“13 Reasons Why” peddles misconceptions to vulnerable audience

Besides presenting dangerous fallacies about suicide and mental illness,

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Besides presenting dangerous fallacies about suicide and mental illness, “13 Reasons Why” may negatively affect adolescents who are already at a high risk for suicide.

Warning: This article deals with sensitive topics that include sexual assault and suicide.

Thirteen episodes. Thirteen tapes. Thirteen reasons. Innumerable problems.

On Sunday, April 30, Upper School Counselor Dr. Shawn Fleck and Head of Upper School Hollis Amley sent a co-authored email to Upper School parents, warning them about the content of 13 Reasons Why, a popular Netflix series based on Jay Asher’s novel. While the show has gained a significant following, especially among teenagers, it has been criticized by mental health professionals for its graphic depiction of suicide.

On the surface, 13 Reasons Why sparks an important conversation about bullying, sexual assault, depression and suicide. The problem is that 13 Reasons Why is misguided in the way that it deals with these issues.

As the series begins, Hannah Baker is dead. There are memorials and an overwrought outpouring of emotion from her high school community. Worried parents suddenly fear that their children’s mood swings could belie more than just teen angst.

Then, a mysterious set of 13 cassette tapes arrive on the doorstep of Clay Jensen (Dylan Minnette).

Clay listens with horrified fascination as Hannah details the events and people that led to her suicide. Clay journeys through his unnamed small town, visiting the places she mentions, until he finds himself facing the people who wronged Hannah and are desperate to keep the tapes from surfacing.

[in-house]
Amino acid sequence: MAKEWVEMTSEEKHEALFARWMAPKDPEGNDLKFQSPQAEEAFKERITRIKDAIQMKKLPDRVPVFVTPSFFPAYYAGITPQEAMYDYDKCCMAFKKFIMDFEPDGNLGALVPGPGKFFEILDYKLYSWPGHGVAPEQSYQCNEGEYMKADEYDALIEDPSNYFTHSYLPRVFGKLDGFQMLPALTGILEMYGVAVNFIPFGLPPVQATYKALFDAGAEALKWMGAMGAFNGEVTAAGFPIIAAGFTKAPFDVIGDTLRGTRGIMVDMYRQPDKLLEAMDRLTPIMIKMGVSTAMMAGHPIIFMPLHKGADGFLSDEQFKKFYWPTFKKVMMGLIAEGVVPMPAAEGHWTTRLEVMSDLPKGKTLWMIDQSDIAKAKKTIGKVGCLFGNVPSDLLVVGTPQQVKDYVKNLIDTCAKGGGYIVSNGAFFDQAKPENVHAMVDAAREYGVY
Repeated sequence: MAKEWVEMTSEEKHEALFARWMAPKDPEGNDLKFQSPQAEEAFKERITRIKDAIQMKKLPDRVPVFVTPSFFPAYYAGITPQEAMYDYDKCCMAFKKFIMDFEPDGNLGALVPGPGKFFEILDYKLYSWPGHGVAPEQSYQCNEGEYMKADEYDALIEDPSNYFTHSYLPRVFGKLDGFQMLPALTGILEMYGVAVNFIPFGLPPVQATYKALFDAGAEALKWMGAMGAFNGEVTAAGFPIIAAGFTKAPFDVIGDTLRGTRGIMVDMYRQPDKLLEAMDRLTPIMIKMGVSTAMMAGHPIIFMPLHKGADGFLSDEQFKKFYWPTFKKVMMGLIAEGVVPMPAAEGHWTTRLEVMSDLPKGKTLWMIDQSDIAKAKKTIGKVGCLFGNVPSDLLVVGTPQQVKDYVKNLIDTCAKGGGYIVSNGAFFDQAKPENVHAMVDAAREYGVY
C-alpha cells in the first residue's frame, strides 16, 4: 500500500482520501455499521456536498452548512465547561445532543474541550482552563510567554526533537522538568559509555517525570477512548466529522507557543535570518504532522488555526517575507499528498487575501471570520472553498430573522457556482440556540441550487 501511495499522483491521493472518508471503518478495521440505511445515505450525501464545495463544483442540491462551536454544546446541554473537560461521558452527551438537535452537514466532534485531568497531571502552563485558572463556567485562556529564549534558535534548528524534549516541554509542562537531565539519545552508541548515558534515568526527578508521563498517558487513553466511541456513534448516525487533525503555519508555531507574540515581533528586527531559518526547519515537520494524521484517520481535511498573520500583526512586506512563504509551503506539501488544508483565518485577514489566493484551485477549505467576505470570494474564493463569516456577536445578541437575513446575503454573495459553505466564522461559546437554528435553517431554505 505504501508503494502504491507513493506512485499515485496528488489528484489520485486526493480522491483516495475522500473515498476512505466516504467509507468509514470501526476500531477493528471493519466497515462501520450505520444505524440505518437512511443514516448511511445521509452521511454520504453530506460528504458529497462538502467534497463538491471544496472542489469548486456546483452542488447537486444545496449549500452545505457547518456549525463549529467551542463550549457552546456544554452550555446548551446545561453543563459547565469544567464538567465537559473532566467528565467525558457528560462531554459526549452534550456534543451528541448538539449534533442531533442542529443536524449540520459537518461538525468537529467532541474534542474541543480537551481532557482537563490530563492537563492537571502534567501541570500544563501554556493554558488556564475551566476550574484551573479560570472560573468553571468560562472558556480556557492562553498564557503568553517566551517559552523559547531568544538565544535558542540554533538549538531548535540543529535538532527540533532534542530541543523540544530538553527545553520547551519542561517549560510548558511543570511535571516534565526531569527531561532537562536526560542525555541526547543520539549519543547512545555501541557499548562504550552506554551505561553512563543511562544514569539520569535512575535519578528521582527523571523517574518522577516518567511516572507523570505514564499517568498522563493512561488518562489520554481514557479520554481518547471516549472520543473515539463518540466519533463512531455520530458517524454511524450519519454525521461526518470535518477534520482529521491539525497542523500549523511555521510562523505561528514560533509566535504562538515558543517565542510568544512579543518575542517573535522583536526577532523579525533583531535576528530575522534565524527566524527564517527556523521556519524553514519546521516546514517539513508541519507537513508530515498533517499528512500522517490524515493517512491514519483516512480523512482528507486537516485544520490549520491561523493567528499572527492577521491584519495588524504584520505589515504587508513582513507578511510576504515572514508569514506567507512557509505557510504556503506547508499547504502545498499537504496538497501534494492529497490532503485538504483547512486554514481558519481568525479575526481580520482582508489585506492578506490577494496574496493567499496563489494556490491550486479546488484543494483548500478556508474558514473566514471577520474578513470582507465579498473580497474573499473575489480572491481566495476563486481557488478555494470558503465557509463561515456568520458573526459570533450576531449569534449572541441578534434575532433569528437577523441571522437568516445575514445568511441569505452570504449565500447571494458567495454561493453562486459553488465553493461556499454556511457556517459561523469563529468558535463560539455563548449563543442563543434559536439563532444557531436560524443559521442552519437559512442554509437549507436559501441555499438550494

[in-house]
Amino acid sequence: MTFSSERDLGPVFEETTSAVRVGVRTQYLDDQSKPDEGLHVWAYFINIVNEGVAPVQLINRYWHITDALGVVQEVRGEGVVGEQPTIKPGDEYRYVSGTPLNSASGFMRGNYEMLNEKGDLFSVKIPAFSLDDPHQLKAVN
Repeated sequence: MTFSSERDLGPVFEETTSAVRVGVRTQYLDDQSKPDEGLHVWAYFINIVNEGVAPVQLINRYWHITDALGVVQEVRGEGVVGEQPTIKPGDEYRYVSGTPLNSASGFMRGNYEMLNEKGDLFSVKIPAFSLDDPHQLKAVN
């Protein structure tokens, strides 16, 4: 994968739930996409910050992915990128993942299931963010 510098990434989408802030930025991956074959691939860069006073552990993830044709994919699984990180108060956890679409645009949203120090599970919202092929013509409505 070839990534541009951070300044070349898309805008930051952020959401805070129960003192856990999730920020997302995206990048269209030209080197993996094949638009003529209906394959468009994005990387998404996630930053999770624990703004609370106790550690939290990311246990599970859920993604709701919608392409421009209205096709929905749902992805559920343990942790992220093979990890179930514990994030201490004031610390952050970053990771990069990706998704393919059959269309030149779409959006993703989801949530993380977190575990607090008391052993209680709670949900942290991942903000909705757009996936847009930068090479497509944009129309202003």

Hannah Baker suffered terribly during the course of her short life. She was slandered, bullied and eventually raped. The show presents an unflinching view of the damage that comes from sexual harassment and assault. As played by Katherine Langford, we see the bleakness in Hannah’s eyes as she is catcalled in the hallways, and the emotional paralysis that comes after she is raped in episode 12. It’s heartbreaking, and hopefully eye-opening.

The fatal flaw of 13 Reasons is its treatment of mental illness. Depression is not presented as the reason for Hannah’s suicide — her classmates are. As one of Hannah’s friends observed, “We all killed Hannah Baker.”

The omission of any mention of Hannah’s mental illness does the show a disservice. Hannah is depressed. She is numb, despondent and blind to those who still care about her, yet there is no mention of mental illness as a cause of her death. Her suicide is presented as the sole result of the trauma she suffered, which leaves out the truth that teens most need to hear.

Broken as she was, there was still hope for Hannah. 13 Reasons Why prevents any avenue through which Hannah could have gotten the help she so desperately needed. Her parents are distant, her school counselor is insensitive and her friends are “tired of her drama.” What teens need to hear is the polar opposite: confide in your parents, talk to a therapist or call a suicide hotline. Help is somewhere. Hannah just couldn’t find it.